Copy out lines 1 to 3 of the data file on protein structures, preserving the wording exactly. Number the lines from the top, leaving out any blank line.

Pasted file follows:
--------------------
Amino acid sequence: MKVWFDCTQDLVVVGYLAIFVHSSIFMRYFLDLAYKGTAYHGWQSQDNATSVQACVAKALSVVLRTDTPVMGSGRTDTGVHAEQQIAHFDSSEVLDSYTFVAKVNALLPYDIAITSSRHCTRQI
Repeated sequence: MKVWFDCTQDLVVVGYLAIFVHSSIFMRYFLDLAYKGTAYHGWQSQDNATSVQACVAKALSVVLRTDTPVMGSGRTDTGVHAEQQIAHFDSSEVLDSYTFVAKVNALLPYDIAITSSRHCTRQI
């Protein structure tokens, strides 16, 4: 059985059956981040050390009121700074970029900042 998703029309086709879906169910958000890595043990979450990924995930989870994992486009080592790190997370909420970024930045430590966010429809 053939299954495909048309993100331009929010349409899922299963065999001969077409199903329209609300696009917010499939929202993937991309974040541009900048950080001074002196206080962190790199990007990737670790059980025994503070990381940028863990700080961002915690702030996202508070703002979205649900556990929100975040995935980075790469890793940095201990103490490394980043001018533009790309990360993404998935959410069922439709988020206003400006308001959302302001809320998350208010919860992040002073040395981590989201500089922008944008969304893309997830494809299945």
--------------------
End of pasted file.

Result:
Amino acid sequence: MKVWFDCTQDLVVVGYLAIFVHSSIFMRYFLDLAYKGTAYHGWQSQDNATSVQACVAKALSVVLRTDTPVMGSGRTDTGVHAEQQIAHFDSSEVLDSYTFVAKVNALLPYDIAITSSRHCTRQI
Repeated sequence: MKVWFDCTQDLVVVGYLAIFVHSSIFMRYFLDLAYKGTAYHGWQSQDNATSVQACVAKALSVVLRTDTPVMGSGRTDTGVHAEQQIAHFDSSEVLDSYTFVAKVNALLPYDIAITSSRHCTRQI
């Protein structure tokens, strides 16, 4: 059985059956981040050390009121700074970029900042 998703029309086709879906169910958000890595043990979450990924995930989870994992486009080592790190997370909420970024930045430590966010429809 053939299954495909048309993100331009929010349409899922299963065999001969077409199903329209609300696009917010499939929202993937991309974040541009900048950080001074002196206080962190790199990007990737670790059980025994503070990381940028863990700080961002915690702030996202508070703002979205649900556990929100975040995935980075790469890793940095201990103490490394980043001018533009790309990360993404998935959410069922439709988020206003400006308001959302302001809320998350208010919860992040002073040395981590989201500089922008944008969304893309997830494809299945």